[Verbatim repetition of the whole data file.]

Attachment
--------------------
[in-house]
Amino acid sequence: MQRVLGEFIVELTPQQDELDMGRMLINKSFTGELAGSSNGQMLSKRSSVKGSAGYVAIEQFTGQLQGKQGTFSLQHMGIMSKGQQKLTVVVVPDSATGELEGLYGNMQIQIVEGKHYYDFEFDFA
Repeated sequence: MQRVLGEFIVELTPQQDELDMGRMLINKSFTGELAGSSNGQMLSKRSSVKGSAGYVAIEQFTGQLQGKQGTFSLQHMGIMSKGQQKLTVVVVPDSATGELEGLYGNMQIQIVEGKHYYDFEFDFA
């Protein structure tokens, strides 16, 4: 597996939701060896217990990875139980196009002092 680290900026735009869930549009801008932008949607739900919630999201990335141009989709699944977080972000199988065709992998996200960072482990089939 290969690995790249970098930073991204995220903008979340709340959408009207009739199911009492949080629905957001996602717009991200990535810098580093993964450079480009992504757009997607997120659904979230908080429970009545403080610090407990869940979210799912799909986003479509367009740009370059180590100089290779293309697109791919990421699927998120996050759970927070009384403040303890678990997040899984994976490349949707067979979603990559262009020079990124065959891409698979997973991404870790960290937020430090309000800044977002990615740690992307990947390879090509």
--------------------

[in-house]
Amino acid sequence: MQRVLGEFIVELTPQQDELDMGRMLINKSFTGELAGSSNGQMLSKRSSVKGSAGYVAIEQFTGQLQGKQGTFSLQHMGIMSKGQQKLTVVVVPDSATGELEGLYGNMQIQIVEGKHYYDFEFDFA
Repeated sequence: MQRVLGEFIVELTPQQDELDMGRMLINKSFTGELAGSSNGQMLSKRSSVKGSAGYVAIEQFTGQLQGKQGTFSLQHMGIMSKGQQKLTVVVVPDSATGELEGLYGNMQIQIVEGKHYYDFEFDFA
């Protein structure tokens, strides 16, 4: 597996939701060896217990990875139980196009002092 680290900026735009869930549009801008932008949607739900919630999201990335141009989709699944977080972000199988065709992998996200960072482990089939 290969690995790249970098930073991204995220903008979340709340959408009207009739199911009492949080629905957001996602717009991200990535810098580093993964450079480009992504757009997607997120659904979230908080429970009545403080610090407990869940979210799912799909986003479509367009740009370059180590100089290779293309697109791919990421699927998120996050759970927070009384403040303890678990997040899984994976490349949707067979979603990559262009020079990124065959891409698979997973991404870790960290937020430090309000800044977002990615740690992307990947390879090509």